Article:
Rapidly developing iPSC technologies provide an unprecedented opportunity for researchers and clinicians . Recent studies have shown that iPSC-derived hepatocytes can be used for the investigation of the genetic and molecular mechanisms of liver disorders [240,242,244,345-356]. They can be utilized for multiple applications, including drug safety screening of new drugs [214, 357-359] and disease modeling [240, 360]. Disease-specific iPSCs could provide invaluable opportunities to elucidate the pathologic mechanism of disease and develop curative treatment options.
Liver fibrosis progresses to cirrhosis, which is the result of the extracellular matrix deposition in the parenchyma. Curative treatment for cirrhosis is currently limited to orthotopic liver transplantation, and a worldwide shortage of donor organs results in the deaths of patients waiting for organs. Stem cell-based therapy has emerged as a promising alternative with accumulating evidence from experimental and clinical studies. Varieties of stem cells including MSCs, HSCs, EPCs, ESCs, and iPSCs have been investigated for their feasibility and/or clinical potentials. Among them, MSCs have been most studied and are relatively well understood. A primary mechanism of action has been proposed as paracrine effects rather than transdifferentiation. The results from clinical trials seem very promising from the perspectives of functional improvement and clinical parameters. However, longterm efficacy has not yet been proven, and standardized trial protocols are needed. Novel technologies are expected to overcome the current hurdles related to clinical application of stem cell-based therapy.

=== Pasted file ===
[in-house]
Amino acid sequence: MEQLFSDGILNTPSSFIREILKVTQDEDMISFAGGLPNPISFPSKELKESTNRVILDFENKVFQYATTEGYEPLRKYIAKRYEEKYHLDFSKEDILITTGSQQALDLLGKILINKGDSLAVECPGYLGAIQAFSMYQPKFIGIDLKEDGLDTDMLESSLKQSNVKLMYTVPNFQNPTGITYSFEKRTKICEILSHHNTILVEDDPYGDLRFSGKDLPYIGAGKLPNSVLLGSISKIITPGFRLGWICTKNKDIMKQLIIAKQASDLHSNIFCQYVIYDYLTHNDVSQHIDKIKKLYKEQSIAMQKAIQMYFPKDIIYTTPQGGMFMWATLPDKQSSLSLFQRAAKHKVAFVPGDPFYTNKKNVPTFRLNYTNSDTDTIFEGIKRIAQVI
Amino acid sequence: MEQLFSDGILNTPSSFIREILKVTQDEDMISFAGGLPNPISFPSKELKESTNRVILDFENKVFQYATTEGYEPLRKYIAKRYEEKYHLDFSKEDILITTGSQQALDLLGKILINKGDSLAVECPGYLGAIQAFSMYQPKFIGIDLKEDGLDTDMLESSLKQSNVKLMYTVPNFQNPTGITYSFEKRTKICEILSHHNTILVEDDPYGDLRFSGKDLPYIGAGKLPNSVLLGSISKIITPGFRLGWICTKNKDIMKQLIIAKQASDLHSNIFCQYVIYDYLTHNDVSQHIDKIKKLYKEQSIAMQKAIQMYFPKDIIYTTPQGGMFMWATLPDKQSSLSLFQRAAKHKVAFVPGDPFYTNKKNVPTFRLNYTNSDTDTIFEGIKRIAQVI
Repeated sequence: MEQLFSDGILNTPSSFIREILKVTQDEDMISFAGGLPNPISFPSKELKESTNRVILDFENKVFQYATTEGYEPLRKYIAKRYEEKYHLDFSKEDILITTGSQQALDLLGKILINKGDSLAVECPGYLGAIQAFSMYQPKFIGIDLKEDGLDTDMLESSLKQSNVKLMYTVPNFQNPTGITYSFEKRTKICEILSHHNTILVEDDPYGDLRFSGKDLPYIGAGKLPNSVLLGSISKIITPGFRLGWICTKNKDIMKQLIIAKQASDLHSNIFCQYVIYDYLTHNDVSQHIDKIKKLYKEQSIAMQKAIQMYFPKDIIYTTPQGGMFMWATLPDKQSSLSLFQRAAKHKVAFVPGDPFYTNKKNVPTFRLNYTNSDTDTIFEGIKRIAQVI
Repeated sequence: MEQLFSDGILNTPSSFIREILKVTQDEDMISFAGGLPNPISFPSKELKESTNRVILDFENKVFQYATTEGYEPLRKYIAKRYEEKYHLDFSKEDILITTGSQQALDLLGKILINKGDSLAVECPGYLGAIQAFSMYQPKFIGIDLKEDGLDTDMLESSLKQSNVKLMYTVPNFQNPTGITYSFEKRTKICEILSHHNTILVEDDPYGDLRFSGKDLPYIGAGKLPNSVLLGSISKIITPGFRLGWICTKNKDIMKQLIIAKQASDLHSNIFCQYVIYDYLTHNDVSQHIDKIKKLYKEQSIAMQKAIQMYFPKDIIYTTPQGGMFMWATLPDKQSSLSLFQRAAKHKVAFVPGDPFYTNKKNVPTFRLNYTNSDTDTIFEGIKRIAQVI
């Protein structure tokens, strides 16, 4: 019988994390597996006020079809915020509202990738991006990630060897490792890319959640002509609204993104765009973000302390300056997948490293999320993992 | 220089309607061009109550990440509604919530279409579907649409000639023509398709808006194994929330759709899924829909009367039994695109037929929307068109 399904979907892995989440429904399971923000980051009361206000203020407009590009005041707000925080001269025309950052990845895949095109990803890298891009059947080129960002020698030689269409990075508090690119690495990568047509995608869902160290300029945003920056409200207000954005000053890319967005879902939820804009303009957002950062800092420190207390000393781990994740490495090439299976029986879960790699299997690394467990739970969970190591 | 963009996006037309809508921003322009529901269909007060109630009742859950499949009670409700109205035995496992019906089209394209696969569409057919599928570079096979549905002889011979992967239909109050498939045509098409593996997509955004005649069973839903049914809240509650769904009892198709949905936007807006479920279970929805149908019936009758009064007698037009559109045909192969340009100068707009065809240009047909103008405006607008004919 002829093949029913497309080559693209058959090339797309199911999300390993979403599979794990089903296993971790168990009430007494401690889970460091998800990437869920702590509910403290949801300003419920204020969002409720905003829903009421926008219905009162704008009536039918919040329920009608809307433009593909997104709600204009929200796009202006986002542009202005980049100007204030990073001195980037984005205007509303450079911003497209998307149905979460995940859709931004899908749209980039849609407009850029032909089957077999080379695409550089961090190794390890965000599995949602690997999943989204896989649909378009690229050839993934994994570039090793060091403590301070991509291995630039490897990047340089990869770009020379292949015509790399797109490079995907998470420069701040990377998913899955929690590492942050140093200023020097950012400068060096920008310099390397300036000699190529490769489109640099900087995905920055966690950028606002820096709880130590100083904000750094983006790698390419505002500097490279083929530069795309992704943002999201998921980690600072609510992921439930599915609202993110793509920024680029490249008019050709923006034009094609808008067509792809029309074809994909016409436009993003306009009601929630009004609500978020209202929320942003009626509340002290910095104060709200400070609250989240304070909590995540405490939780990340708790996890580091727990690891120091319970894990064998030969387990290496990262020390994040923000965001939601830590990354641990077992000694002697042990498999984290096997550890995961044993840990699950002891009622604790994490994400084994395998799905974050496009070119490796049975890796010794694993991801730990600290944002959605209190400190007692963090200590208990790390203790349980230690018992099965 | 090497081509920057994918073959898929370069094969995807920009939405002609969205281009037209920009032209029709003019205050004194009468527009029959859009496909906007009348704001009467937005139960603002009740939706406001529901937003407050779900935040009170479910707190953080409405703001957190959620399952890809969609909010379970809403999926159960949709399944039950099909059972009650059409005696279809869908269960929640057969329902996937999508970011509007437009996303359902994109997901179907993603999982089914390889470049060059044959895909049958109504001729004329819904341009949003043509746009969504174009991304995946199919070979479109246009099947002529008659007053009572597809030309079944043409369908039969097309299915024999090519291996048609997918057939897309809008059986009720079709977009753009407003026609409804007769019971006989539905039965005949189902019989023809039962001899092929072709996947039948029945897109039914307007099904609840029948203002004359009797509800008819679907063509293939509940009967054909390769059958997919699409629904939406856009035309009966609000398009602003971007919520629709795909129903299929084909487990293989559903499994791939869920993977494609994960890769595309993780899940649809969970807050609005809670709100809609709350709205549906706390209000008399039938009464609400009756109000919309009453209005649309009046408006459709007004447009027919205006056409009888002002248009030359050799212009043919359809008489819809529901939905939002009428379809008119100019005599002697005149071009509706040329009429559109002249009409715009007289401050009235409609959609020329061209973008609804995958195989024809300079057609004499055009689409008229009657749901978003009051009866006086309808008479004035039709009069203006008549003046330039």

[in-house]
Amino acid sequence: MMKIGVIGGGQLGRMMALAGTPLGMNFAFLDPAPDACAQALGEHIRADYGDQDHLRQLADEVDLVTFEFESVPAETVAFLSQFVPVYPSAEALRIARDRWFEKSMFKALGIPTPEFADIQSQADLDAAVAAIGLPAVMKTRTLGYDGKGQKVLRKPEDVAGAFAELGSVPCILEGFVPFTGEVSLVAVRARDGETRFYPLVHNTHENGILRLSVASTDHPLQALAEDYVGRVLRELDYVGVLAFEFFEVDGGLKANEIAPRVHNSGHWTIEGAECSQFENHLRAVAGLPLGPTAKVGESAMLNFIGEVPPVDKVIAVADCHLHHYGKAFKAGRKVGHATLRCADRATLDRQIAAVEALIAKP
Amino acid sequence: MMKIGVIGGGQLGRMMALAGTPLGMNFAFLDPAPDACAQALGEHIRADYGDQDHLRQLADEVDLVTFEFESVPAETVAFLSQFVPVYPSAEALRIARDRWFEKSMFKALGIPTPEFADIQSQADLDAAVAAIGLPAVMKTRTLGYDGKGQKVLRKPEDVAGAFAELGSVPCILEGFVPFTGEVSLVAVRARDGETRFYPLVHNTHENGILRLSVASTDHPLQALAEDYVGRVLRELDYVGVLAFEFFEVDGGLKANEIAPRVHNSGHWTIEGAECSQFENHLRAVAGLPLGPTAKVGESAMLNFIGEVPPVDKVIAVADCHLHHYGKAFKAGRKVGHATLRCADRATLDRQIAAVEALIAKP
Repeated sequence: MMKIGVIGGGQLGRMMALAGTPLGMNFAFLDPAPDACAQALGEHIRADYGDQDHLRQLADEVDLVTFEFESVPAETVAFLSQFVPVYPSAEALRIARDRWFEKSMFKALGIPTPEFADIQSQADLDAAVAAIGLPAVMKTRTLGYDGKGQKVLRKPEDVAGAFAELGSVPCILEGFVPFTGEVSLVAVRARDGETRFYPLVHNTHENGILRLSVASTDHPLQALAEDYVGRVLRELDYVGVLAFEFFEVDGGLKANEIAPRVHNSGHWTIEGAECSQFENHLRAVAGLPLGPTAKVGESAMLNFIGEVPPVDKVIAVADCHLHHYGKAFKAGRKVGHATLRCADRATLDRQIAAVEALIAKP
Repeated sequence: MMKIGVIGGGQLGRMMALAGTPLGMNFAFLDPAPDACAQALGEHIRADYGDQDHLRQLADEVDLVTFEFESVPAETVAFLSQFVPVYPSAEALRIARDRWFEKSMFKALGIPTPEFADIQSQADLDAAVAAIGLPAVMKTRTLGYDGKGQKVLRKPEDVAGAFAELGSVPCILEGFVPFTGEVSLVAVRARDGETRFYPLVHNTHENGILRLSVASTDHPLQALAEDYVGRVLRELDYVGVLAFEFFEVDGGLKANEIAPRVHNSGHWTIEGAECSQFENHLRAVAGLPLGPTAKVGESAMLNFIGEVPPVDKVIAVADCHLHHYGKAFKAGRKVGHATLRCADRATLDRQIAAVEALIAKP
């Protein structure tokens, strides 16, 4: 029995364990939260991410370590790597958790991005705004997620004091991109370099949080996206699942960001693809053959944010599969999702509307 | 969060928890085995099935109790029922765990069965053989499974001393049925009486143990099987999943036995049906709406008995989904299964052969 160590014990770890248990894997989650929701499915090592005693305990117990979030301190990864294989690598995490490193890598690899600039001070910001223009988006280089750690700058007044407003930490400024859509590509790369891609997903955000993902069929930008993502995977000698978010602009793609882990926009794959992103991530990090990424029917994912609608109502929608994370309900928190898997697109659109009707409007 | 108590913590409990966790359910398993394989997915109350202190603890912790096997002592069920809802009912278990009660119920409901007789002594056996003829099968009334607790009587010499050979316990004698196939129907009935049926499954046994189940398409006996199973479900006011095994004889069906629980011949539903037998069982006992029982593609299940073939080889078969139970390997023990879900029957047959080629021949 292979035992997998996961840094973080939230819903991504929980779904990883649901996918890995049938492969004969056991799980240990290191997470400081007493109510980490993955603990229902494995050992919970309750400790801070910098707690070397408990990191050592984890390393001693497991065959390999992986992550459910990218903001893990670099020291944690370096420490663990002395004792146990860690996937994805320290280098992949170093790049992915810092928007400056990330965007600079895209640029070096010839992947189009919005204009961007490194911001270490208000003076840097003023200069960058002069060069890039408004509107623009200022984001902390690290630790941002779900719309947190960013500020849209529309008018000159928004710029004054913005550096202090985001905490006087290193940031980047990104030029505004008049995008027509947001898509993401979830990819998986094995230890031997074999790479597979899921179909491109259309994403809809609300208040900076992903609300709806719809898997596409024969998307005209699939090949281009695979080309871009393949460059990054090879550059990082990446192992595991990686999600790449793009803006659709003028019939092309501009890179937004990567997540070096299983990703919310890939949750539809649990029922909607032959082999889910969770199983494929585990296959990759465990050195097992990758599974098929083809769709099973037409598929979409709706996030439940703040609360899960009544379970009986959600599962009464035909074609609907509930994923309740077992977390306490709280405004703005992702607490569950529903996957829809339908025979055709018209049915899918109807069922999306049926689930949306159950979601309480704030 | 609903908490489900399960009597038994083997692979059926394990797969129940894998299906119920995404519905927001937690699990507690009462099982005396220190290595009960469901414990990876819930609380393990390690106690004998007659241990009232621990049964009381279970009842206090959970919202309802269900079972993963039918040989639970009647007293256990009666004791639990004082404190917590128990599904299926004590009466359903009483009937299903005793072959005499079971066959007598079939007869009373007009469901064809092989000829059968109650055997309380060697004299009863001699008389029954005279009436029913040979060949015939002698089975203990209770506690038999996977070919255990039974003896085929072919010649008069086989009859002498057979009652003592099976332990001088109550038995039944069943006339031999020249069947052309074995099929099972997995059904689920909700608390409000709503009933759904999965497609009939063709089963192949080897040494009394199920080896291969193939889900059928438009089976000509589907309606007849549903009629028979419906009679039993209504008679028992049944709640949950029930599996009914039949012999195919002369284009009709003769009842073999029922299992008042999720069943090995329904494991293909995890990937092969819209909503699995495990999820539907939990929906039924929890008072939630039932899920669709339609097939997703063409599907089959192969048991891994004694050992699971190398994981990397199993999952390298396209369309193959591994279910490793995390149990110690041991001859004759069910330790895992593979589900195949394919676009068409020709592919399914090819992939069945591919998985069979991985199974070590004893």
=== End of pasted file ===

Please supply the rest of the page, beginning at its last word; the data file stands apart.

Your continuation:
Conflicts of Interest
All authors have no conflicts of interest relevant to this article.
Kyeong-Ah Kwak and Hyun-Jae Cho contributed equally to this work.
This research was supported by Ministry of Food and Drug Safety of Korea (Grant 17172MFDS202).